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I have a relatively simple web app that functions as a kiosk that I am currently revising. My original goal was just to get it working, but now I am trying to implement more a elegant approach.

Basic Background Info:

  • Content - all of the content comes from a database via php - either responding to ajax calls or directly echoing content with php (most of the content). This part I have already revised and while still not perfect is rather effective/flexible.
  • What the kiosk does - our clients take one or more surveys using the kiosk. The data is submitted once a form passes validation. If that is the last survey, the session ends. If there are more surveys, they continue taking surveys.

The Issue: I have a mess of jQuery event handlers that control the behavior of the kiosk. Basically the behavior consists of showing/hiding elements that are already in the DOM, based on what state the kiosk is in.

  • toggling the instructions
  • toggling the logout screen (end to survey early)
  • go to next/previous question of the survey
  • idle timer which displays auto-logout warnings (again just show/hides not an alert)
  • showing missed questions if not enough answered
  • submitting the form if it passes simple validation

The more surveys I add, the more special cases I run into and the messier the jQuery seems to get. The surveys that only consist of radio buttons are easy (although the code is still not elegant) but I seem to be treating those that have question-piping (questions that rely on other questions) and text responses as special cases when I wish I could take a more modular/OOP approach to the jQuery.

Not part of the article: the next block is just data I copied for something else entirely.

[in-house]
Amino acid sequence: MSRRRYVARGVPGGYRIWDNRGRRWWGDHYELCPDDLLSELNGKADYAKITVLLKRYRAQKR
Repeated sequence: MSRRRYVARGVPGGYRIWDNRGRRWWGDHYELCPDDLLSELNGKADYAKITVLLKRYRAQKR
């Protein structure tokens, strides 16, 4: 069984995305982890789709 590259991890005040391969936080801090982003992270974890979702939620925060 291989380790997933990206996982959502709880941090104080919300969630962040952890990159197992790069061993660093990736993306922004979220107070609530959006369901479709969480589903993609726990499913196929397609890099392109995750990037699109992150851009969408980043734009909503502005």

I've considered...

  • Prototype
  • jQuery UI Widget Factory
  • Writing my own jQuery Plugin
  • Writing my own javascript class
  • Knockout.js
  • Continuing the current jQuery approach, just cleaning it up

Thanks in advance for offering your expertise and pointing me in the right direction based on the context of my project.

share|improve this question
To me, this screams Backbone.js. Backbone is strongest when you want to wire up views that "take care of themselves" and just worry about the models instead. The downside is that Backbone is like putting on a set of MVC handcuffs -- you'll likely have to completely restructure your app. – buley Jun 22 '12 at 1:43
Thanks for the advice. I will check this out. – MaxPowers Jun 22 '12 at 15:49

1 Answer 1

up vote 0 down vote accepted

Backbone.js will be an excellent way to solve this problem. This approach will solve my problem by...

  • separating the model from the view
  • taking advantage of inheritance, I can create base classes with standard behavior and subclasses to implement the special behaviors of some survey elements
  • Backbone.js is very lightweight and "plays well with others"
share|improve this answer
@Editor - thanks for suggesting this solution. – MaxPowers Jun 22 '12 at 19:07
I have made good progress rewriting the app with backbone. I simply love how effortlessly the views reflect updates to the model. My code already looks significantly cleaner and is so much easier to manage. I think I also understand more clearly what my app does and how to extend it now that I have broken it down MVC style. – MaxPowers Jun 25 '12 at 22:20

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